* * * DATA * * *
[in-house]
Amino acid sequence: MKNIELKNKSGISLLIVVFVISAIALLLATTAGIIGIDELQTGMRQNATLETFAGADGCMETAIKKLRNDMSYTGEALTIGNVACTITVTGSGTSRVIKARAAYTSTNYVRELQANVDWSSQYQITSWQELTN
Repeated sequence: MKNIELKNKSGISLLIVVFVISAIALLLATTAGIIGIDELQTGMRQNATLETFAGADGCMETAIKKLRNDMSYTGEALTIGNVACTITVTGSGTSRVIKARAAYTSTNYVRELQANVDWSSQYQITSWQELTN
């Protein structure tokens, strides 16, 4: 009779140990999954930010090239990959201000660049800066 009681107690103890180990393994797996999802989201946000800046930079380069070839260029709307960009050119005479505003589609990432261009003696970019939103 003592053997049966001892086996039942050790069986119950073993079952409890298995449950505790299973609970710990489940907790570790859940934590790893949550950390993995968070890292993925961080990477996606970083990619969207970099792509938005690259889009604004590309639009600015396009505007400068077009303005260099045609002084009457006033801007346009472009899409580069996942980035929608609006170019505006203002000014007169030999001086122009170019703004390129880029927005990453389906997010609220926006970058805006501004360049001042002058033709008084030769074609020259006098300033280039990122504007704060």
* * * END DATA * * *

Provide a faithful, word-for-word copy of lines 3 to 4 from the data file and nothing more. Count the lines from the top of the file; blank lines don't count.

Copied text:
Repeated sequence: MKNIELKNKSGISLLIVVFVISAIALLLATTAGIIGIDELQTGMRQNATLETFAGADGCMETAIKKLRNDMSYTGEALTIGNVACTITVTGSGTSRVIKARAAYTSTNYVRELQANVDWSSQYQITSWQELTN
């Protein structure tokens, strides 16, 4: 009779140990999954930010090239990959201000660049800066 009681107690103890180990393994797996999802989201946000800046930079380069070839260029709307960009050119005479505003589609990432261009003696970019939103 003592053997049966001892086996039942050790069986119950073993079952409890298995449950505790299973609970710990489940907790570790859940934590790893949550950390993995968070890292993925961080990477996606970083990619969207970099792509938005690259889009604004590309639009600015396009505007400068077009303005260099045609002084009457006033801007346009472009899409580069996942980035929608609006170019505006203002000014007169030999001086122009170019703004390129880029927005990453389906997010609220926006970058805006501004360049001042002058033709008084030769074609020259006098300033280039990122504007704060």